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Home Brew Forums > Home Brewing Beer > All Grain & Partial Mash Brewing > false bottom for direct-fired recirculation mash?
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Old 12-04-2007, 09:22 PM   #1
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Default false bottom for direct-fired recirculation mash?

I'm building a direct-fired recirculating mash tun out of a 15.5 gallon sanke keg (part of my Brutus Ten clone project that is now underway) and I'm trying to decide what type of false bottom to use.

I know some people use copper and SS-braid manifolds in their mash tuns. Others use the stainless 10 to 15 inch diameter perforated stainless "disk" type false bottom with the pickup tube that goes down to the bottom of the keg through a hole in the center.

I'm inclined to go with the full perforated SS disk false bottom because it will keep the grain from direct contact with the bottom of my direct-fired mash tun. An SS-braid won't do that. I know that there are experienced brewers (e.g., BrewPastor, Monster Mash, to mention a couple who posted pics that I found while searching the forum), who use a SS braid, but I don't know how they heat their mash.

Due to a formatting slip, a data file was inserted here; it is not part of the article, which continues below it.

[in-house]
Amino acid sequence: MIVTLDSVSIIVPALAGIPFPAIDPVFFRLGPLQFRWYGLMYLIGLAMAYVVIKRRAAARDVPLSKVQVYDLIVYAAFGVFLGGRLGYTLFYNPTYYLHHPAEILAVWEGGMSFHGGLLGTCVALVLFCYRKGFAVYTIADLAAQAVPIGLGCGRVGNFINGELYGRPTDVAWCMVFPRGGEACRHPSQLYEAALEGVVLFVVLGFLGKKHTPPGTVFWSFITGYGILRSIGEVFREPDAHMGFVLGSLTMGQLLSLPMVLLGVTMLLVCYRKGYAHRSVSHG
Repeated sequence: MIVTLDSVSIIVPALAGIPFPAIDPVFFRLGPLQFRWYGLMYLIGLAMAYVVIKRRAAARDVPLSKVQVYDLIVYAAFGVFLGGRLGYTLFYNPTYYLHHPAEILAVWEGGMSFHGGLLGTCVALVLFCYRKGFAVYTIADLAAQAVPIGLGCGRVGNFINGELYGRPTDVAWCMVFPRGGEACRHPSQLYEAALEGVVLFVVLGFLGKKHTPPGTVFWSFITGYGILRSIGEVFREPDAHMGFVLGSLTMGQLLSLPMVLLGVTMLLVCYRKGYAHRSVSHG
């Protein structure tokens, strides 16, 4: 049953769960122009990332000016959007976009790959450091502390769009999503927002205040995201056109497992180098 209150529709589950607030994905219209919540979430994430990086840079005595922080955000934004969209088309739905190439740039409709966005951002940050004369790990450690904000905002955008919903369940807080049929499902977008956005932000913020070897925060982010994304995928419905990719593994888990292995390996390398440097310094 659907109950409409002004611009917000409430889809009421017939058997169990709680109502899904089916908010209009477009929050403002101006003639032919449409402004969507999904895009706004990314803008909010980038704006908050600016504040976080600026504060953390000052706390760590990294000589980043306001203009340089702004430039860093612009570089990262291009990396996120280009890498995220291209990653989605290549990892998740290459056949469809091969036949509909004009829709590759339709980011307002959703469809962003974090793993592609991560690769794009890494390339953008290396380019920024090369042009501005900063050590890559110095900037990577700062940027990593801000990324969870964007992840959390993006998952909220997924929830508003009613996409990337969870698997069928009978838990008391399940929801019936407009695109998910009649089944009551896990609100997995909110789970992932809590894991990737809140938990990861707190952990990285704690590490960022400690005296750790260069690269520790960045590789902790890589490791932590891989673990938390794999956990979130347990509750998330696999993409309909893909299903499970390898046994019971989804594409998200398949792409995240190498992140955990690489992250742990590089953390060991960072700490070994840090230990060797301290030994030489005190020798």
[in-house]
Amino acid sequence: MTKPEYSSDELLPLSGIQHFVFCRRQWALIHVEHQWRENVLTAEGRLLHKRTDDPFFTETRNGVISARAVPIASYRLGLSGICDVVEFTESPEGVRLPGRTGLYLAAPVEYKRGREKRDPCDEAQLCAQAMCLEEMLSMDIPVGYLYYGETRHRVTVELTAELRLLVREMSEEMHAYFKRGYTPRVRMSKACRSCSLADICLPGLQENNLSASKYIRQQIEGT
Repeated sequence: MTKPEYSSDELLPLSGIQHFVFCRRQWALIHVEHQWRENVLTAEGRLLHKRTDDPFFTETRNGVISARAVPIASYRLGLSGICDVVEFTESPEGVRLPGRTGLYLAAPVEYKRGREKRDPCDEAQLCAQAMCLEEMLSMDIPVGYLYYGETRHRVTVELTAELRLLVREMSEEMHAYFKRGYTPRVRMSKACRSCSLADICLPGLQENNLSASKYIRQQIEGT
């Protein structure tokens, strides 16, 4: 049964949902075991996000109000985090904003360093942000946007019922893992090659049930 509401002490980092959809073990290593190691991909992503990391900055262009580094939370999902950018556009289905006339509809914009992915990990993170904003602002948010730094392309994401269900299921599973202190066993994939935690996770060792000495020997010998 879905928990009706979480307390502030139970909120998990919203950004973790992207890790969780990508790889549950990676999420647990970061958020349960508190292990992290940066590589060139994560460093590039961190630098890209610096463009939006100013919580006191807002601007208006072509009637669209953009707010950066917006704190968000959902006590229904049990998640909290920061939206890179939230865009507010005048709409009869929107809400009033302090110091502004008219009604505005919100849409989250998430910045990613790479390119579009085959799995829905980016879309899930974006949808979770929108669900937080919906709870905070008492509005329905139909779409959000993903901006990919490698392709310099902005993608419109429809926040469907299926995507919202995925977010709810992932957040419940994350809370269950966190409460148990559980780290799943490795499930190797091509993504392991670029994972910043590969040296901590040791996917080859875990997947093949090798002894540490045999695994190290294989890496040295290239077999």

Which solution is likely to work best for a direct-fired mash?

EDIT: Price is not a factor. My DIY time, however, is very valuable as I'm spending a lot of time already to build my brew stand. I don't want to spend my time on a DIY solution (e.g., ss-braid / copper manifold) unless it is likely to be significantly better (less chance of scorching, higher yields, less likely to get stuck) for my direct-fired mash.

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Old 12-04-2007, 09:25 PM   #2
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I use a FB, but it doesn't cover the entire bottom. I imagine the full FB may allow the most even temps across the grain bed, but if you're recirculating, it probably doesn't make much difference. You're constantly pumping out the hotter wort while the cooler wort drains down. I think the key is heeping the heat low and slow. Here's a pic inside my MLT FWIW.